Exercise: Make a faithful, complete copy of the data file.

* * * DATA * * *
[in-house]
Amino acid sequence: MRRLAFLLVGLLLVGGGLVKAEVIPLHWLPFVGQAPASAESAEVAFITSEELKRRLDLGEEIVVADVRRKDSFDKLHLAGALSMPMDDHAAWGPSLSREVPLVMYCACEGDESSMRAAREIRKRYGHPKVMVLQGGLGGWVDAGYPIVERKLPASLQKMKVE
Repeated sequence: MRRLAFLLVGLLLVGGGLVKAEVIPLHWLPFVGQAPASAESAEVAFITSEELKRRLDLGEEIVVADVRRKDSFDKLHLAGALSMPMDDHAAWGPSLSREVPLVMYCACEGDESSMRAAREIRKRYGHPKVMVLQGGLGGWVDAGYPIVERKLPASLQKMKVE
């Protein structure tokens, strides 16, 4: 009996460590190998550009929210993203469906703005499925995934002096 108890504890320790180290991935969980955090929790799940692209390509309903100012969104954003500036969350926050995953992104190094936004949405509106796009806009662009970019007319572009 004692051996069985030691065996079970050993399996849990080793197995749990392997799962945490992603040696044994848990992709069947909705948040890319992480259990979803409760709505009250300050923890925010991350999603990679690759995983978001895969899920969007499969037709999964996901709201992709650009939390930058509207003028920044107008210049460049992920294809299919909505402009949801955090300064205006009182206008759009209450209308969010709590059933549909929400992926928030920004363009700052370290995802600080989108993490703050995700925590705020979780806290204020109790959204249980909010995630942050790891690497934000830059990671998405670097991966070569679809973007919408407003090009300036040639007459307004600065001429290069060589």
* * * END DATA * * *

[in-house]
Amino acid sequence: MRRLAFLLVGLLLVGGGLVKAEVIPLHWLPFVGQAPASAESAEVAFITSEELKRRLDLGEEIVVADVRRKDSFDKLHLAGALSMPMDDHAAWGPSLSREVPLVMYCACEGDESSMRAAREIRKRYGHPKVMVLQGGLGGWVDAGYPIVERKLPASLQKMKVE
Repeated sequence: MRRLAFLLVGLLLVGGGLVKAEVIPLHWLPFVGQAPASAESAEVAFITSEELKRRLDLGEEIVVADVRRKDSFDKLHLAGALSMPMDDHAAWGPSLSREVPLVMYCACEGDESSMRAAREIRKRYGHPKVMVLQGGLGGWVDAGYPIVERKLPASLQKMKVE
């Protein structure tokens, strides 16, 4: 009996460590190998550009929210993203469906703005499925995934002096 108890504890320790180290991935969980955090929790799940692209390509309903100012969104954003500036969350926050995953992104190094936004949405509106796009806009662009970019007319572009 004692051996069985030691065996079970050993399996849990080793197995749990392997799962945490992603040696044994848990992709069947909705948040890319992480259990979803409760709505009250300050923890925010991350999603990679690759995983978001895969899920969007499969037709999964996901709201992709650009939390930058509207003028920044107008210049460049992920294809299919909505402009949801955090300064205006009182206008759009209450209308969010709590059933549909929400992926928030920004363009700052370290995802600080989108993490703050995700925590705020979780806290204020109790959204249980909010995630942050790891690497934000830059990671998405670097991966070569679809973007919408407003090009300036040639007459307004600065001429290069060589």